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GOP Chair Under Attack Again

November 22, 1995
By: ELISA CROUCH
State Capital Bureau

JEFFERSON CITY - For the second time this month, State Republican Chairman and M.U. Curator John "Woody" Cozad has run into problems with legal requirements as a curator.

Just weeks after the revelation that Tenet Healthcare Corp. is a client of Cozad's Kansas City law firm, state Democrats revealed that Cozad was more than six months late in filing a financial-disclosure statement required of many state officials.

"Ever since Woody Cozad was appointed to the Board of Curators in 1991, he managed to file his personal financial disclosure statement on time," Richard Martin, executive director of the state Democratic party, was quoted as saying in a press release. "Why is it that this time he waited until six-and-a-half months had passed before he turned it in? Is there something he needs to hide?"

During a telephone interview on Tuesday, Cozad said he simply forgot about the financial disclosure form. "It simply fell through the cracks," he said.

Cozad said that once he remembered the form last week, he sent it to the state's Ethics Commission by overnight mail, "before someone tried to make political football out of it like the Democratic party."

Normally, the Ethics Commission sends notices to those who haven't filed their reports after the May 1 deadline. But Cozad didn't get such a reminder, said Marion Sinnett, the commission's administrative secretary.

The reason -- the University of Missouri didn't include the curators' names in its list of who would need to file the disclosure form, Sinnett said.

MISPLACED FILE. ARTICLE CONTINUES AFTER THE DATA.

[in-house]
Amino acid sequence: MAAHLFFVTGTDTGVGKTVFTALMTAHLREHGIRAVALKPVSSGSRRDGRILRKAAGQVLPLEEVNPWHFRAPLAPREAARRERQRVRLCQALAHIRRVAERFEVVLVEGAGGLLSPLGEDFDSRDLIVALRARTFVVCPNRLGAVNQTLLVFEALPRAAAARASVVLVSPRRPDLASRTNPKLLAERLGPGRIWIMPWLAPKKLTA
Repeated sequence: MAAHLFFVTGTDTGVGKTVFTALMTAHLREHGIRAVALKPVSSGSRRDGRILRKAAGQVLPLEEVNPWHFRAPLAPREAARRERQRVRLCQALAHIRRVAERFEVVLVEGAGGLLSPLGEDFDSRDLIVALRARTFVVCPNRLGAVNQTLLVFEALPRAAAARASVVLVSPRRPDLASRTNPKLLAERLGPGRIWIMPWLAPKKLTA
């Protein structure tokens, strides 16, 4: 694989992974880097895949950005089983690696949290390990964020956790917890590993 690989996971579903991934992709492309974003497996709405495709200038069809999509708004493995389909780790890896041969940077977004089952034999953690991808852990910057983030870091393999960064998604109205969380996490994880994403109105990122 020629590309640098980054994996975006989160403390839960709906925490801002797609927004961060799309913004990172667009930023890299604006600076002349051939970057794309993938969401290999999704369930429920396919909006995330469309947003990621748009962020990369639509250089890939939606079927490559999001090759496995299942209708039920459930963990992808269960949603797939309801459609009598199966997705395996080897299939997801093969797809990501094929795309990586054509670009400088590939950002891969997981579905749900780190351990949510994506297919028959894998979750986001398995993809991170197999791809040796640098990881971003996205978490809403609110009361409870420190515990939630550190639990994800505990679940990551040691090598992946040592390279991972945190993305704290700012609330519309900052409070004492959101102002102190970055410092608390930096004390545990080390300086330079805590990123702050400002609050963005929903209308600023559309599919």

The financial disclosure form helps keep track of expenditures that might influence the curators in their job performance. Curators and other public officials are required to file the reports annually.

Missouri's Ethics Law requires curators to file the financial interest statement by May 1 of every year. Cozad's was federal expressed overnight on Nov. 17. State law imposes a fine of $10-per-day fine for late filing of some types of disclosure statements.

That would amount to a $2000 fine, but Cozad said he did not think he owed a late-filing fee.

"It's unfortunate that he did not comply with the law," said Chris Sifford, spokesman for Gov. Mel Carnahan. "We expect higher standards from our curators."

Curator Fred Hall Jr., the board's vice president, said that there will be no ouster proceeding for Cozad's actions.

"It's each individual curator's problem," he said. "I don't see it as a problem for the board as a whole."

Sinnet said that of the 8,000 or so required to file the personal financial disclosure reports, approximately 300-400 filed late. This is the first year that the late fees will be used, he said.

The curators' president, Adam Fischer of Sedalia, said that the penalties for not complying with the law don't extend any further than the fine. "So there's no basis for the board to act."

Hall said that every year, the board's attorney, Bob Ross, reminds the curators file the disclosure statement on time. Hall said he received his reminder on March 22 -- more than one month before the May 1 deadline.

"As a matter of routine we mail a letter and forms to the curators," Ross said.

Cozad said that he, too, received the memo in March.

As for the fine, Cozad said he the only ones who have asked him to pay are members of the Democratic party.



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